Upside Down Jellyfish – Cassiopea xamachana

Upside down jellyfish
Life is better upside down.

“I live by my name.”

Unlike most other jellyfish, this one lives by its name, resting upside down on the seafloor and rarely swims. Its appearance provides a good camouflage against predators, which mistake them as sea anemone or a bluish green water flower. When disturbed, these jellies release strings of mucous containing stinging cells that paralyses as a defense mechanism.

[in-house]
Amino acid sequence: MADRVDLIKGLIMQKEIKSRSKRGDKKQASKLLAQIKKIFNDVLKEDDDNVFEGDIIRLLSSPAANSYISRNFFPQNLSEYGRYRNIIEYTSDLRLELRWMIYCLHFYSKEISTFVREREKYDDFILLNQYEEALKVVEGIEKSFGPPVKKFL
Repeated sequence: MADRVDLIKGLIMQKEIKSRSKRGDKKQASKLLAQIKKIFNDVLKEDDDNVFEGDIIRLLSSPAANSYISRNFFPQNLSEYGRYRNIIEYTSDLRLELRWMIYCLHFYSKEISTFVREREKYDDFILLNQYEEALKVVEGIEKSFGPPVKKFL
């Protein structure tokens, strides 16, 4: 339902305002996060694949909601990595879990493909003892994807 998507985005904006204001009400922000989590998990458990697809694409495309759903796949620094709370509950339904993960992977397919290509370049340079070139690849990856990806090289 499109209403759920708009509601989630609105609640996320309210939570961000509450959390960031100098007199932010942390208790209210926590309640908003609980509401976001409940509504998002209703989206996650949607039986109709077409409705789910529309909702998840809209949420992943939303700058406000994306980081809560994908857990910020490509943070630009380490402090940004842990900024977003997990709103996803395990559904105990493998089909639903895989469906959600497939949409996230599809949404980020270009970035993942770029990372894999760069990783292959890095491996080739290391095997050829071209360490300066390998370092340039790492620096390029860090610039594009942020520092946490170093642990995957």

When disturbed, these jellies release strings of mucous containing stinging cells that paralyses as a defense mechanism.

“And there was light.”

Upside down jellyfish can use their mucous to hunt for plankton. Alternatively, the algae inside them absorbs sunlight and photosynthesises, which explains why they are upside down and live in shallow waters to receive maximum sunlight.

This jellyfish has a primary mouth to break food down into small particles, which are then ingested by a number of secondary mouths.

Trivia Time: How do water crabs use upside down jelly fish for protection?

When these crabs reach the surface or the edge of the waterbed, they carry the jellyfish on their back to protect themselves from predators by using the jellyfish’s tentacles as a shield.

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